col|lapse1 S3 [kəˈlæps] v
6¦(fold something smaller)¦
[Date: 1700-1800; : Latin; Origin: collapsus, past participle of collabi, from com- ( COM-) + labi 'to fall, slide']
if a building, wall etc collapses, it falls down suddenly, usually because it is weak or damaged
Uncle Ted's chair collapsed under his weight.
The roof had collapsed long ago.
to suddenly fall down or become unconscious because you are ill or weak
He collapsed with a heart attack while he was dancing.
Marion's legs collapsed under her.
3.) ¦(FAIL)¦ [I]
if a system, idea, or organization collapses, it suddenly fails or becomes too weak to continue
The luxury car market has collapsed.
I thought that without me the whole project would collapse.
4.) ¦(PRICES)¦ [I]
if prices, levels, etc collapse, they suddenly become much lower
There were fears that property prices would collapse.
5.) ¦(SIT/LIE)¦ [I]
to suddenly sit down, especially because you are very tired or want to relax
I was so exhausted when I got home, I just collapsed on the sofa.
if a piece of furniture or equipment collapses, or if you collapse it, you can fold it so that it becomes smaller
The legs on our card table collapse so we can store it in the closet.
7.) ¦(MEDICAL)¦ [I]
if a lung or a ↑blood vessel collapses, it suddenly becomes flat, so that it no longer has any air or blood in it
collapse 2
collapse2 [i]n
1¦(business/system/idea etc)¦
2¦(building/structure/furniture etc)¦
4¦(money/prices etc)¦
1.) ¦(BUSINESS/SYSTEM/IDEA ETC)¦ [singular, U]
a sudden failure in the way something works, so that it cannot continue
collapse of
the collapse of the Soviet Union
the threat of economic collapse
His business was in danger of collapse .
when something suddenly falls down
the collapse of an apartment building during the earthquake
The ancient abbey was in imminent danger of collapse.
3.) ¦(ILLNESS/INJURY)¦ [singular, U]
when someone suddenly falls down or becomes unconscious because of an illness or injury
The president said he was fine after his collapse yesterday.
She suffered a collapse under anaesthetic.
4.) ¦(MONEY/PRICES ETC)¦ [singular]
a sudden decrease in the value of something
the collapse of the stock market
collapse in
a collapse in the value of pensions

Dictionary of contemporary English. 2013.

Игры ⚽ Нужна курсовая?

Look at other dictionaries:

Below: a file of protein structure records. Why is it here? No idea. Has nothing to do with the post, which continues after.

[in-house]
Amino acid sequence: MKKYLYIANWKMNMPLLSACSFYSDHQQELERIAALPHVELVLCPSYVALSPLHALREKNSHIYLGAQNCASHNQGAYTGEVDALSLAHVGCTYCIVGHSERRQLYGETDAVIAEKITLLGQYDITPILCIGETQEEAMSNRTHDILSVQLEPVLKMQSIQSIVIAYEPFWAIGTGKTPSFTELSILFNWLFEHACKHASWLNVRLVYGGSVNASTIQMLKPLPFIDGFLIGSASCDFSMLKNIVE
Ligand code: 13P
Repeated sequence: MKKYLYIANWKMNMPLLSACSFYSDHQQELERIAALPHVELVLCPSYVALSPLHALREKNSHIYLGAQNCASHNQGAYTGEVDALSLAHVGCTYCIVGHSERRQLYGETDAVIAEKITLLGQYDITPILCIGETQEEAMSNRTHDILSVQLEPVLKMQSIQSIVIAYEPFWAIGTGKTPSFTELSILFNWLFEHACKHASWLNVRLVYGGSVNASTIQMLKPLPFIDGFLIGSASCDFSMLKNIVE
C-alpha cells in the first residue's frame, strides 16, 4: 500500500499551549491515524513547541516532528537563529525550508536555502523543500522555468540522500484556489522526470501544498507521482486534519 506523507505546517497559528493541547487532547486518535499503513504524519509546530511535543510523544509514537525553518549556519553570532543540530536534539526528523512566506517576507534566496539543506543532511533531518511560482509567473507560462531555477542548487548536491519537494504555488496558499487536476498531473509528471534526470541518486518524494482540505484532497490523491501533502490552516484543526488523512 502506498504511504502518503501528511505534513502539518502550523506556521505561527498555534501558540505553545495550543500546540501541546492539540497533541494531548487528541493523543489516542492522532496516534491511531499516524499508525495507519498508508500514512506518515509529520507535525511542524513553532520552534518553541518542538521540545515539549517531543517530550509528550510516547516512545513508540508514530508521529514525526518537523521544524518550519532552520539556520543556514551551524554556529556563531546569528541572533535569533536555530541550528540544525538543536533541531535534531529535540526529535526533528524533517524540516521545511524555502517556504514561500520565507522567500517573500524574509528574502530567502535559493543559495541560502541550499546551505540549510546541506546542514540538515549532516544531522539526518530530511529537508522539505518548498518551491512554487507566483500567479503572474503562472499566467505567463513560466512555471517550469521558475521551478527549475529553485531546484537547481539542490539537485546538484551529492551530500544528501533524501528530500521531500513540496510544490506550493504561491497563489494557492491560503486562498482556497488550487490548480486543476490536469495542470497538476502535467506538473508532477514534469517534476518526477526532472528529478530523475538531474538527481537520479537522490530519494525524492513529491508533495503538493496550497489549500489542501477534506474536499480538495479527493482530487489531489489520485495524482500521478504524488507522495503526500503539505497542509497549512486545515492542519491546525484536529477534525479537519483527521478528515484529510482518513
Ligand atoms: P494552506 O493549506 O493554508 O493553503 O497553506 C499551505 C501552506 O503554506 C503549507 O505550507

• Collapse! — Genres Puzzle Developers GameHouse Publishers GameHouse (RealNetworks) Platforms Windows, Mac OS X …   Wikipedia

  • Collapse — Разрабо …   Википедия

  • Collapse — Col*lapse , v. i. [imp. & p. p. {Collapsed}; p. pr. & vb. n. {Collapsing}] [L. collapsus, p. p. of collabi to collapse; col + labi to fall, slide. See {Lapse}.] 1. To fall together suddenly, as the sides of a hollow vessel; to close by falling or …   The Collaborative International Dictionary of English

  • Collapse — Pays d’origine  France Genre musical Metal industriel Années d activité 1994 – Aujourd hui Labels …   Wikipédia en Français

  • collapse — ● collapse nom masculin (anglais collapse, affaissement) Dommage susceptible de survenir au cours du séchage artificiel du bois, se traduisant par des affaissements et des déformations internes …   Encyclopédie Universelle

  • collapse — [n] downfall, breakdown bankruptcy, basket case*, cataclysm, catastrophe, cave in, conk out*, crackup*, crash, debacle, destruction, disintegration, disorganization, disruption, exhaustion, failure, faint, flop, prostration, ruination, ruining,… …   New thesaurus

  • collapse — [kə laps′] vi. collapsed, collapsing [< L collapsus, pp. of collabi < com , together + labi, to fall: see LAP1] 1. to fall down or fall to pieces, as when supports or sides fail to hold; cave in; shrink together suddenly 2. to break down… …   English World dictionary

  • Collapse — Col*lapse , n. 1. A falling together suddenly, as of the sides of a hollow vessel. [1913 Webster] 2. A sudden and complete failure; an utter failure of any kind; a breakdown. [Colloq.] [1913 Webster] 3. (Med.) Extreme depression or sudden failing …   The Collaborative International Dictionary of English

  • collapse — index catastrophe, debacle, decline, defeat, destruction, deteriorate, detriment, disaster, disease …   Law dictionary

  • collapse — (v.) 1732, from L. collapsus, pp. of collabi fall together, from com together (see COM (Cf. com )) + labi to fall, slip (see LAPSE (Cf. lapse)). The adj. collapsed is attested from c.1600, from L. collapsus, and perhaps this suggested a verb. R …   Etymology dictionary

  • collapse — ► VERB 1) suddenly fall down or give way. 2) (of a person) fall down as a result of physical breakdown. 3) fail suddenly and completely. ► NOUN 1) an instance of a structure collapsing. 2) a sudden failure or breakdown. ORIGIN …   English terms dictionary

Share the article and excerpts

Direct link
Do a right-click on the link above
and select “Copy Link”